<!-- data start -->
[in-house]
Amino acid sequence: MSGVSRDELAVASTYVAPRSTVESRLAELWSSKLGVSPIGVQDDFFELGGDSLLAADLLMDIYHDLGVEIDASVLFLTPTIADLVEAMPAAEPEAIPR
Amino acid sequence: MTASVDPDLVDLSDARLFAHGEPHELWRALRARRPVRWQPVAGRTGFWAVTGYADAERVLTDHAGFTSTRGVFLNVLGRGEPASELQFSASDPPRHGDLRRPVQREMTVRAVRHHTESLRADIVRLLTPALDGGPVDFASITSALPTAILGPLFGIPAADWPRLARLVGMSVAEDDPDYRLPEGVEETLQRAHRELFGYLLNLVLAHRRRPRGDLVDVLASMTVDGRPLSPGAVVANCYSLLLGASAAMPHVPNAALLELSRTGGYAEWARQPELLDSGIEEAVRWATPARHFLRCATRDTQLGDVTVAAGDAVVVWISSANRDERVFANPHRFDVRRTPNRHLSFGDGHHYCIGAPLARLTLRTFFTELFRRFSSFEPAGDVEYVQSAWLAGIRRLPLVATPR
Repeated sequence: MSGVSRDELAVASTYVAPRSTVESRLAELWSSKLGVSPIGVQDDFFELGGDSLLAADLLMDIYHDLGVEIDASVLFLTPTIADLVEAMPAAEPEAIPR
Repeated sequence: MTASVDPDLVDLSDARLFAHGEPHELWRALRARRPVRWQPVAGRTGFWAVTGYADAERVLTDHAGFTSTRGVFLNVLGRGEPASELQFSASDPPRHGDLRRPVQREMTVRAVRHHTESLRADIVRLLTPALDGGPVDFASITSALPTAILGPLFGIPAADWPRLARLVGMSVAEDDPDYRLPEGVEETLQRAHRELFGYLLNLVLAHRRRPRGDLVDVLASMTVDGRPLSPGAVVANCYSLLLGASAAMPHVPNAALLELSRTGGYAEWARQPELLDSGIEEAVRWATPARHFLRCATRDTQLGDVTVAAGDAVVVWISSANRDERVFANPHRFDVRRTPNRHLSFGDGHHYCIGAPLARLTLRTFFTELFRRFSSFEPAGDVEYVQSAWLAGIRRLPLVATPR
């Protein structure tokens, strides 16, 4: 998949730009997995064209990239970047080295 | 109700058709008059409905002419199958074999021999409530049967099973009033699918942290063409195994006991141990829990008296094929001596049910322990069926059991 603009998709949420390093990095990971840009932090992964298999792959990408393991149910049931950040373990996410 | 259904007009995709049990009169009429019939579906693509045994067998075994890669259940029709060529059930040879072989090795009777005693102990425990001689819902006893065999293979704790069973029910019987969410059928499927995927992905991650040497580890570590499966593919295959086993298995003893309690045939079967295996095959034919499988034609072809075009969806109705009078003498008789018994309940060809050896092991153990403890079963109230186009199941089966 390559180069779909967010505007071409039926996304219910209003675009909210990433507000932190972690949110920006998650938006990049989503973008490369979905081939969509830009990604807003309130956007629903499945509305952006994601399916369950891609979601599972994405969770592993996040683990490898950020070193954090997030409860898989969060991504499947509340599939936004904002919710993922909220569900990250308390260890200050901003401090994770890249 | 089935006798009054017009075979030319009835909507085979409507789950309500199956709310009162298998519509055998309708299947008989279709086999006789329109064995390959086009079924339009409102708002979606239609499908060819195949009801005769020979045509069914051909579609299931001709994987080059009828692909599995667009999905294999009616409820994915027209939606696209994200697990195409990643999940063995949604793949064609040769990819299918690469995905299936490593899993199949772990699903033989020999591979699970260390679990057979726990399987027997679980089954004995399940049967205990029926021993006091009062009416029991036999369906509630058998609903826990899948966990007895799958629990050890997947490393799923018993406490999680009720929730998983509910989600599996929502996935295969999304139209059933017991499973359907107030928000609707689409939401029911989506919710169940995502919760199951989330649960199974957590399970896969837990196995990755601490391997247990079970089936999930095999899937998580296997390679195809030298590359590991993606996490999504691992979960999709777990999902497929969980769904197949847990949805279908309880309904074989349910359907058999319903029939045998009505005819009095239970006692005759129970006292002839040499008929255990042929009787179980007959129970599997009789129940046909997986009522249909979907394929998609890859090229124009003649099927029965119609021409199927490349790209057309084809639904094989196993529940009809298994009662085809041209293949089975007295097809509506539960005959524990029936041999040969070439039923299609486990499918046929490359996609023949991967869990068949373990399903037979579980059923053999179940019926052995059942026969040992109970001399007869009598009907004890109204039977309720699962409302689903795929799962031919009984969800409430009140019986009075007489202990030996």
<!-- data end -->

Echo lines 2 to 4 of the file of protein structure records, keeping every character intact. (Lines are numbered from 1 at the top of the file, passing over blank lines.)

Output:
Amino acid sequence: MSGVSRDELAVASTYVAPRSTVESRLAELWSSKLGVSPIGVQDDFFELGGDSLLAADLLMDIYHDLGVEIDASVLFLTPTIADLVEAMPAAEPEAIPR
Amino acid sequence: MTASVDPDLVDLSDARLFAHGEPHELWRALRARRPVRWQPVAGRTGFWAVTGYADAERVLTDHAGFTSTRGVFLNVLGRGEPASELQFSASDPPRHGDLRRPVQREMTVRAVRHHTESLRADIVRLLTPALDGGPVDFASITSALPTAILGPLFGIPAADWPRLARLVGMSVAEDDPDYRLPEGVEETLQRAHRELFGYLLNLVLAHRRRPRGDLVDVLASMTVDGRPLSPGAVVANCYSLLLGASAAMPHVPNAALLELSRTGGYAEWARQPELLDSGIEEAVRWATPARHFLRCATRDTQLGDVTVAAGDAVVVWISSANRDERVFANPHRFDVRRTPNRHLSFGDGHHYCIGAPLARLTLRTFFTELFRRFSSFEPAGDVEYVQSAWLAGIRRLPLVATPR
Repeated sequence: MSGVSRDELAVASTYVAPRSTVESRLAELWSSKLGVSPIGVQDDFFELGGDSLLAADLLMDIYHDLGVEIDASVLFLTPTIADLVEAMPAAEPEAIPR